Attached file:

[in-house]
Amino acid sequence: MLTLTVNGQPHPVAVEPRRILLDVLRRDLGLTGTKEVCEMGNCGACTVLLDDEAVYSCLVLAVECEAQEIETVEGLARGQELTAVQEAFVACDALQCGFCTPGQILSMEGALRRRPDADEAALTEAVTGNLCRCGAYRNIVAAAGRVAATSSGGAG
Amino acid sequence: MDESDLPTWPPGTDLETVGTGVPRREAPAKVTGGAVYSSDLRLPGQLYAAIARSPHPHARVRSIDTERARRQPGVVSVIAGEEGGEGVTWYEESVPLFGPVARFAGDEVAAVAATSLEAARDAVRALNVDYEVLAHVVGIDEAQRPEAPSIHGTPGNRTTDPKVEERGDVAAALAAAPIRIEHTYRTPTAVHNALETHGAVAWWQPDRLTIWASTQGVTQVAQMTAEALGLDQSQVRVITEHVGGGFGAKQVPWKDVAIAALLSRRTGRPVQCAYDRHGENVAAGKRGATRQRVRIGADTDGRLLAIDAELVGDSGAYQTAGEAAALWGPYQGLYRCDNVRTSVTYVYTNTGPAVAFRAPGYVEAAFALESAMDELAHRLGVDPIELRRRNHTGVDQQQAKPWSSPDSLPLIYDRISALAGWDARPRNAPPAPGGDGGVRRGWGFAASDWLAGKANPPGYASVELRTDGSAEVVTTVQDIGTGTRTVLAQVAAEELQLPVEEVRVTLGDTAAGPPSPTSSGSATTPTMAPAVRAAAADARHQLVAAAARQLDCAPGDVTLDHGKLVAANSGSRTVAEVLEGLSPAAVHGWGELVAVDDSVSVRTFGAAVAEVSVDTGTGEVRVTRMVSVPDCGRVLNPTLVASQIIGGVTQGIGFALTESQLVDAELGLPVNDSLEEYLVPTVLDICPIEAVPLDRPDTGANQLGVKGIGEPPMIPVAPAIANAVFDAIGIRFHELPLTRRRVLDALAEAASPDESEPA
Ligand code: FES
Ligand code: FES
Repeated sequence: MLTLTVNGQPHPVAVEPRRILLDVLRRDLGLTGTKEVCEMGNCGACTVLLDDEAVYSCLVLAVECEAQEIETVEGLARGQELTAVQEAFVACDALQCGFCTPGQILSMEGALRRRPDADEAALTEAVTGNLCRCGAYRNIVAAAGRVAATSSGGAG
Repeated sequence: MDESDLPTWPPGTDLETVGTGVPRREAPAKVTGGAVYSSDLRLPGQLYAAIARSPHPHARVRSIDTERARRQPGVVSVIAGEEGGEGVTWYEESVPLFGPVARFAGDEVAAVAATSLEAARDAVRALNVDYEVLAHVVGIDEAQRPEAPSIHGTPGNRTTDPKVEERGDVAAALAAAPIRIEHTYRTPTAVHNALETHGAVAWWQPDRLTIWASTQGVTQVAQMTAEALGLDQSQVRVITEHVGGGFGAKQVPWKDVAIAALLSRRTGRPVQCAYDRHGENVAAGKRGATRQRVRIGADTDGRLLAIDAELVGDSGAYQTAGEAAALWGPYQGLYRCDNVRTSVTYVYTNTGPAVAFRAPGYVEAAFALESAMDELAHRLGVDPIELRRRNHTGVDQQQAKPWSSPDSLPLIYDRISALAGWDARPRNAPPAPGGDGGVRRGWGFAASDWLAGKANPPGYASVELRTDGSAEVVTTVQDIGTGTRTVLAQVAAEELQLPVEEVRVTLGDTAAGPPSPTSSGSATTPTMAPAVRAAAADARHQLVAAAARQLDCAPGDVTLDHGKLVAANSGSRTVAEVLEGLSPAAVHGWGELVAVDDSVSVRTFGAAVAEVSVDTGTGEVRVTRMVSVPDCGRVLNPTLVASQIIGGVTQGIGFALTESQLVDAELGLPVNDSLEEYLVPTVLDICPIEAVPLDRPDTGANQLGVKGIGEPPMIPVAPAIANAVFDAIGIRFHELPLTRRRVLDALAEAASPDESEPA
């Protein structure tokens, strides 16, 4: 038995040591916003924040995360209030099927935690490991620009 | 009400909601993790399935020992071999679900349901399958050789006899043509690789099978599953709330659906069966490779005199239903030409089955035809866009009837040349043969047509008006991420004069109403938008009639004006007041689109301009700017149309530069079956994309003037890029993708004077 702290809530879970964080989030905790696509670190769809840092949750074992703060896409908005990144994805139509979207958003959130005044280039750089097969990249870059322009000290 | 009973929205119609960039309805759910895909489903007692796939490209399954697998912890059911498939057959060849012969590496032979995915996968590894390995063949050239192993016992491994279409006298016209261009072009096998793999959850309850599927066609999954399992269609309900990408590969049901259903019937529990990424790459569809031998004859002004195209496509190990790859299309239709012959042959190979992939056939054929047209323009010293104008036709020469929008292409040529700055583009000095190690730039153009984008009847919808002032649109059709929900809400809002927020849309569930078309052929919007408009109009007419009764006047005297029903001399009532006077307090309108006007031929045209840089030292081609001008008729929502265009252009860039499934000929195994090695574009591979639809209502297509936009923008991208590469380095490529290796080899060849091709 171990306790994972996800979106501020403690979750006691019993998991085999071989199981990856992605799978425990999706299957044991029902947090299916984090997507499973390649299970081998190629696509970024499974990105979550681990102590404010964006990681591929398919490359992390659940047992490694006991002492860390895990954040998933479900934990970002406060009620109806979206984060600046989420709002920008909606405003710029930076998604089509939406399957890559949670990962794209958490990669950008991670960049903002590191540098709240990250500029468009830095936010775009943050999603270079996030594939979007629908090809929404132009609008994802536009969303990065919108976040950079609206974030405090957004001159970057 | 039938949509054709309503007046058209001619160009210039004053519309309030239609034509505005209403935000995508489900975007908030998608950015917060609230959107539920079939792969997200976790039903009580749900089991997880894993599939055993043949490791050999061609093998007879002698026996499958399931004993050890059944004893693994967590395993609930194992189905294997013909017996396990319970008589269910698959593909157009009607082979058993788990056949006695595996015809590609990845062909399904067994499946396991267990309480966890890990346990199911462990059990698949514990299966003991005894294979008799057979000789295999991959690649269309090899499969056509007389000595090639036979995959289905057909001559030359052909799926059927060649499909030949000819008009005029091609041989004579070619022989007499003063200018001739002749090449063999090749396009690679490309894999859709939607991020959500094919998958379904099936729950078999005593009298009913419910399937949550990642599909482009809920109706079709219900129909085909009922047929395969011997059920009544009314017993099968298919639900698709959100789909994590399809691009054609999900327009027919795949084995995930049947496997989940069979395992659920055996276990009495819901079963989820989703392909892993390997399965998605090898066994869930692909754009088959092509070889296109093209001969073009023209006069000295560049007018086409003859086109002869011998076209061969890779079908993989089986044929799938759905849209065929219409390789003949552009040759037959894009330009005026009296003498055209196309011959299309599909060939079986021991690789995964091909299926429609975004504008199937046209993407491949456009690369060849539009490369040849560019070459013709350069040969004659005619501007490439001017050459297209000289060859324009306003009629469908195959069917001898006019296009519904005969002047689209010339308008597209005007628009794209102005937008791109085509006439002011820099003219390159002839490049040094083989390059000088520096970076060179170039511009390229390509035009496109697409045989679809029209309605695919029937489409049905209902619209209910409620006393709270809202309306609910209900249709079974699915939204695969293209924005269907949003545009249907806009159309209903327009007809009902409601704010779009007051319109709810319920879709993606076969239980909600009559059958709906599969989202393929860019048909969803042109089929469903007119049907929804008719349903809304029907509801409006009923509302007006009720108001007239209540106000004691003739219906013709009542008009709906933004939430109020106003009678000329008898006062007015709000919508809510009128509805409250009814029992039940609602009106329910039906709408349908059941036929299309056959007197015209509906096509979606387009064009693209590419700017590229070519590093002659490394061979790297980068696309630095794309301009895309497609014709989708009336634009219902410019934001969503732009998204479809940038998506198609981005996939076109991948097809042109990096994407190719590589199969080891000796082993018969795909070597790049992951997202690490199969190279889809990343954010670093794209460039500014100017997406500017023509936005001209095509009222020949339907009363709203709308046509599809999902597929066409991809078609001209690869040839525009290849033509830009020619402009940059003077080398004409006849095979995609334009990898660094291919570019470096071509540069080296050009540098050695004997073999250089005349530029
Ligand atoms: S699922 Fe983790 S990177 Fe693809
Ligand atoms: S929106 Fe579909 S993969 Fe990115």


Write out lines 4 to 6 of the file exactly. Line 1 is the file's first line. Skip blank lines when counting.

Ligand code: FES
Ligand code: FES
Repeated sequence: MLTLTVNGQPHPVAVEPRRILLDVLRRDLGLTGTKEVCEMGNCGACTVLLDDEAVYSCLVLAVECEAQEIETVEGLARGQELTAVQEAFVACDALQCGFCTPGQILSMEGALRRRPDADEAALTEAVTGNLCRCGAYRNIVAAAGRVAATSSGGAG